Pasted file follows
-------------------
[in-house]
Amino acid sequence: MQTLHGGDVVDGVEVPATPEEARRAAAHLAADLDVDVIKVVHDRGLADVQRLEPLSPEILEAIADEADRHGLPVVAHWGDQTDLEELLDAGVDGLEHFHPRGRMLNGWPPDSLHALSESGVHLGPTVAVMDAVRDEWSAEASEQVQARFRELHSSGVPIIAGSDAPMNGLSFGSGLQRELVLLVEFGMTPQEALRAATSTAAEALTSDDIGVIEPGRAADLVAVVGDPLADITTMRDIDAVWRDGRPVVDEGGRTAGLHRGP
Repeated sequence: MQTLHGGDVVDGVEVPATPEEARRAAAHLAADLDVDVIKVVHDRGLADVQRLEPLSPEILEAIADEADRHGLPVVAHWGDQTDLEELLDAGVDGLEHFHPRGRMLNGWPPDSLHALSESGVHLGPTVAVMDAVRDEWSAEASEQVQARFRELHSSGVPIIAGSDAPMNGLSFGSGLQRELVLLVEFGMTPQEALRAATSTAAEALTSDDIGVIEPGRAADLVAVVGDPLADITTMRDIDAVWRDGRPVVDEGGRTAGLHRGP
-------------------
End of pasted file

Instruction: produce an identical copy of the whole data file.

[in-house]
Amino acid sequence: MQTLHGGDVVDGVEVPATPEEARRAAAHLAADLDVDVIKVVHDRGLADVQRLEPLSPEILEAIADEADRHGLPVVAHWGDQTDLEELLDAGVDGLEHFHPRGRMLNGWPPDSLHALSESGVHLGPTVAVMDAVRDEWSAEASEQVQARFRELHSSGVPIIAGSDAPMNGLSFGSGLQRELVLLVEFGMTPQEALRAATSTAAEALTSDDIGVIEPGRAADLVAVVGDPLADITTMRDIDAVWRDGRPVVDEGGRTAGLHRGP
Repeated sequence: MQTLHGGDVVDGVEVPATPEEARRAAAHLAADLDVDVIKVVHDRGLADVQRLEPLSPEILEAIADEADRHGLPVVAHWGDQTDLEELLDAGVDGLEHFHPRGRMLNGWPPDSLHALSESGVHLGPTVAVMDAVRDEWSAEASEQVQARFRELHSSGVPIIAGSDAPMNGLSFGSGLQRELVLLVEFGMTPQEALRAATSTAAEALTSDDIGVIEPGRAADLVAVVGDPLADITTMRDIDAVWRDGRPVVDEGGRTAGLHRGP